"There is an indigenous Japan, and elements of that are what I`m trying to capture in my work."
All stories come out of a culture, out of the ideas of a people. So anime and manga grew in part out of Japan's existing folkloric and traditional roots.
Of course not all anime or manga is based on folktales, but such stories are useful when coming up with ideas for an anime or manga because there are so many amazing tales and elements within them. This is why Hayao Miyazaki is able to create such great films, because he has a great framework to start with in the folktales of Japan.
I'm hoping to help you to build your own framework for great stories using Japanese folktales.
1-Look at Settings
Much of what defines a person and a culture comes out of the setting they find themselves in. This is why looking through potential settings first can be a great place to begin coming up with story ideas. Start by looking through Japan's prefectures, pick one and read about it. Learn about its cities, its food and its folktales. Each of these regions has a hundreds if not thousands of ideas associated with it.
An example I've already used in another article is the Niigata Prefecture of Japan, in which
By looking at the setting we start to form an emotional picture while also developing ideas for our characters.
Sado Island within the Niigata prefecture for example was a place in which monks were banished into exile by the Emperial Court, the city of Agato within the Niigata prefecture of Japan is the wintering ground for hundreds of swans, in the south one of the most popular dishes is a monk fish and mushroom hot pot. There
The point is that if you have no Idea what to do at all beginning by reading about a specific setting will help you come up with ideas.
2-Read Japanese Tales and Lore
Japan has one of the richest and most complex sets of folklore and folk religions in the the world so it can take a long time to fully understand them. That said you can still gain a lot by reading a few bits and pieces of lore. In the spirit of traveling through this with you let me point you to some interesting folktales and snippets of lore.
"The Laughing Dumpling"
I like this story both for the character, a poor old lady who is obsessed with making the perfect rice ball, and because the plot isn't about some epic battle, rather its about how a cooks skill leads her to become a servant to an oni in a castle in the spirit world.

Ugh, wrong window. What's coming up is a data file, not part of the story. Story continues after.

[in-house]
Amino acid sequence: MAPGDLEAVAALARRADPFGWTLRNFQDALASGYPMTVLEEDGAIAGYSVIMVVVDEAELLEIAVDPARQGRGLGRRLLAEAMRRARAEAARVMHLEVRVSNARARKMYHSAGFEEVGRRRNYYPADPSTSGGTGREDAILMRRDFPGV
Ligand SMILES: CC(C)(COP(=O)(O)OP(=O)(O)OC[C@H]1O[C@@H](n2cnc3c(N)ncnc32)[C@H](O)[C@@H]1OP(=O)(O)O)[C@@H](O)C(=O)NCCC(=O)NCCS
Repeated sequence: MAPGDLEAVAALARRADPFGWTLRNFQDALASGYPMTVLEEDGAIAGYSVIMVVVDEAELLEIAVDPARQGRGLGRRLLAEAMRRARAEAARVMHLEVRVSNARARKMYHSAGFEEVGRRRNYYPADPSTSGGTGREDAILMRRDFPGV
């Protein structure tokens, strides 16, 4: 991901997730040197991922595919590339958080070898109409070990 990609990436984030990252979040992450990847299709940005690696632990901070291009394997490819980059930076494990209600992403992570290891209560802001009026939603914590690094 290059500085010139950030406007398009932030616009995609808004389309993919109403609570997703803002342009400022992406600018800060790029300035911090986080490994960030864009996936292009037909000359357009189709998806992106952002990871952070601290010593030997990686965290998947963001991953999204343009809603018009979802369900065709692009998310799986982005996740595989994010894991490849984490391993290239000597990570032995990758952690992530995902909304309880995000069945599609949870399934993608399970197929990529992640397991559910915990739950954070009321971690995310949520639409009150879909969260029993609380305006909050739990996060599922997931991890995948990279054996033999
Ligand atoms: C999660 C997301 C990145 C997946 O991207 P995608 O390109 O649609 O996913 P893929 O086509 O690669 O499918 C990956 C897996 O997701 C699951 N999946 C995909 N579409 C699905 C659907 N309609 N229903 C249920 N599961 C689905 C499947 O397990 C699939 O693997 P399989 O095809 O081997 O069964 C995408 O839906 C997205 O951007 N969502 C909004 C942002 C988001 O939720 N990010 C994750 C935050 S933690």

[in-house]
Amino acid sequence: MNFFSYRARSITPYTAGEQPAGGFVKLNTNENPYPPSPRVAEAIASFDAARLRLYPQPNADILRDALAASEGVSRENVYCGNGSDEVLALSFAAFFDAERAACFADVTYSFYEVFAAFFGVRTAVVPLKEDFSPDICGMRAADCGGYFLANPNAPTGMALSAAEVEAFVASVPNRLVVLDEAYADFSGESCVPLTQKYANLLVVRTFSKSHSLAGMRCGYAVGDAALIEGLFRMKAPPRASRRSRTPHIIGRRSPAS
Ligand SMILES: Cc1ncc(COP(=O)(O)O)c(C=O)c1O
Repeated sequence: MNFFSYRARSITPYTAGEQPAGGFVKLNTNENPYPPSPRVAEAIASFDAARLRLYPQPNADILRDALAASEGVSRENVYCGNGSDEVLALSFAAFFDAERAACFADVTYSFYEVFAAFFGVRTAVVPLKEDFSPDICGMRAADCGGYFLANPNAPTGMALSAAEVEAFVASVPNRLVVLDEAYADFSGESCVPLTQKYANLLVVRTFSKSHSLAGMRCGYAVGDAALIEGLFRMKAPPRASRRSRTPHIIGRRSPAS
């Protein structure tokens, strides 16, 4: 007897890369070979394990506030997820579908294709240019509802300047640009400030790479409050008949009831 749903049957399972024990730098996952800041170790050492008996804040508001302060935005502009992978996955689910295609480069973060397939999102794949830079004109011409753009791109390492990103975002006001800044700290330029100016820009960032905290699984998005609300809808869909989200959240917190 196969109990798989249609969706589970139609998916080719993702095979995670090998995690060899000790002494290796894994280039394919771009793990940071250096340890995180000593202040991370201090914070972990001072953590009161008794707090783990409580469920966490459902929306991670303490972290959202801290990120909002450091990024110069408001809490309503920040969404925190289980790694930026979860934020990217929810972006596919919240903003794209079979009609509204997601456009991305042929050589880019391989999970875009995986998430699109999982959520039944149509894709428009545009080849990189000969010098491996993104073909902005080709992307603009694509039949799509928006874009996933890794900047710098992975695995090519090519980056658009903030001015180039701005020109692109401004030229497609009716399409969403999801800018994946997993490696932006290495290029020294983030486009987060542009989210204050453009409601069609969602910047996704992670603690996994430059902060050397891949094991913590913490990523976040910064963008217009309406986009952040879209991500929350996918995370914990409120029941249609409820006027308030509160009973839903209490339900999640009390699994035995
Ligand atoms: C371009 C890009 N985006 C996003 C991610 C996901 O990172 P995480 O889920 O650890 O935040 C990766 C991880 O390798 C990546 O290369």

"The Bear Guardian"
The story itself is fairly simple and straight forward, but it's not the story that interests me in this tale. Rather what's interesting to me about this story is that it shows how an animals spirit can become a tutelary kami of a village, a common theme in traditional Japan where an enshrined cow becomes a kami that heals skin disorders, a white deer becomes a kami of a mountain, etc.
"The Snow Woman"
A common story in Niigata involves snow spirits (sometimes as a woman or a little boy) seeking shelter and or food on cold winter nights. One family shares a bowl of miso with wild boar soup with a snow boy, another farmer gives shelter to a snow woman during a particularly bad story. In the story I linked to a snow woman marries a woodsman.
"The Cat Guardian"
Another short story that's full of possibilities for something longer. In this story a magical cat is sent by some kami to protect a young girl from evil spirits. With the right setting and unique characters this story could be a winner.
I'm continually adding more bits of lore on Niigata which you can see here.
3-Write down a List of Characters
By now you should have a number of story ideas and perhaps even a character in mind. If not, however, one should hopefully form as you begin to write down some potential characters.
As you make a list of possible characters think of how each one would fit into the setting you have chosen.
For example you may have noticed form watching anime's that the stories often include the polite friendly hero, Fairy Tale Archetypes. That is characters who find success, despite being weak, because they make friends with others.
In Niigata such a character might have the advantage of being able to make friends with a number of different creatures seeking shelter from the snow. Kitsune, snow woman, tanuki, have all in folk tales sought the warmth of a hearth and each of these beings would interact with the character differently.
4-Put Together Moments
Life is made up of a series of fleeting moments, each one beautiful because it is temporary, because it fades. In Japanese Mythology the First Emperor, an immortal kami, chose to marry someone who would die and so who was beautiful, rather than marry a less attractive woman who would never die.
The moral of the story is in essence that beauty comes from fleeting moments. Start thinking about these moments, read over the setting again to get ideas, think about how your character would interact with this setting.
Most of all become aware of the moments within your own life. Think about going to your favorite restaurant, about staying up too late, about looking at a giant moon, about feeling afraid as you trip your way to the bathroom in the dark. Any of these moments can become a scene in your story, a way to develop your characters.
With the Idea Done the Hard work Begins
As the final steps you need to put together a plot for your story, and than of course begin the long struggle of writing your story out. Still I'm hopeful that you'll be aided in this process with the use of the folktales and the setting you choose.